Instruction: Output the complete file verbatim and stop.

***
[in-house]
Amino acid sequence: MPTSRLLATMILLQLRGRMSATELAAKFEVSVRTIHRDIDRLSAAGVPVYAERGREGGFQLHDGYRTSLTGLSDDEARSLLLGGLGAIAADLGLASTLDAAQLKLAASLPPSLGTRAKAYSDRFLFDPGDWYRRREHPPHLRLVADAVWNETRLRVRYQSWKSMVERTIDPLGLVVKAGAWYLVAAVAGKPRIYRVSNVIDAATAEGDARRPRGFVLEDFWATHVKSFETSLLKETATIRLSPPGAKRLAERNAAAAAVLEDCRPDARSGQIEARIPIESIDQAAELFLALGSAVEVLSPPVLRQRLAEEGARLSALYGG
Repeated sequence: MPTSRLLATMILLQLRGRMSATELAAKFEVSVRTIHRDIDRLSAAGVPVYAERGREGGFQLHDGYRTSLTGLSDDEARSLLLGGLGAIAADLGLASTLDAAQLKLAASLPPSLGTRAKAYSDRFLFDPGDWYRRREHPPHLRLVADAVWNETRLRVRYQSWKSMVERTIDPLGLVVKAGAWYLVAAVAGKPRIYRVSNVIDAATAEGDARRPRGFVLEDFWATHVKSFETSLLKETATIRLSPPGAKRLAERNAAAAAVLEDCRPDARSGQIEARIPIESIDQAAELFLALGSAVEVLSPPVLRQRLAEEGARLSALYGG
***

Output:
[in-house]
Amino acid sequence: MPTSRLLATMILLQLRGRMSATELAAKFEVSVRTIHRDIDRLSAAGVPVYAERGREGGFQLHDGYRTSLTGLSDDEARSLLLGGLGAIAADLGLASTLDAAQLKLAASLPPSLGTRAKAYSDRFLFDPGDWYRRREHPPHLRLVADAVWNETRLRVRYQSWKSMVERTIDPLGLVVKAGAWYLVAAVAGKPRIYRVSNVIDAATAEGDARRPRGFVLEDFWATHVKSFETSLLKETATIRLSPPGAKRLAERNAAAAAVLEDCRPDARSGQIEARIPIESIDQAAELFLALGSAVEVLSPPVLRQRLAEEGARLSALYGG
Repeated sequence: MPTSRLLATMILLQLRGRMSATELAAKFEVSVRTIHRDIDRLSAAGVPVYAERGREGGFQLHDGYRTSLTGLSDDEARSLLLGGLGAIAADLGLASTLDAAQLKLAASLPPSLGTRAKAYSDRFLFDPGDWYRRREHPPHLRLVADAVWNETRLRVRYQSWKSMVERTIDPLGLVVKAGAWYLVAAVAGKPRIYRVSNVIDAATAEGDARRPRGFVLEDFWATHVKSFETSLLKETATIRLSPPGAKRLAERNAAAAAVLEDCRPDARSGQIEARIPIESIDQAAELFLALGSAVEVLSPPVLRQRLAEEGARLSALYGG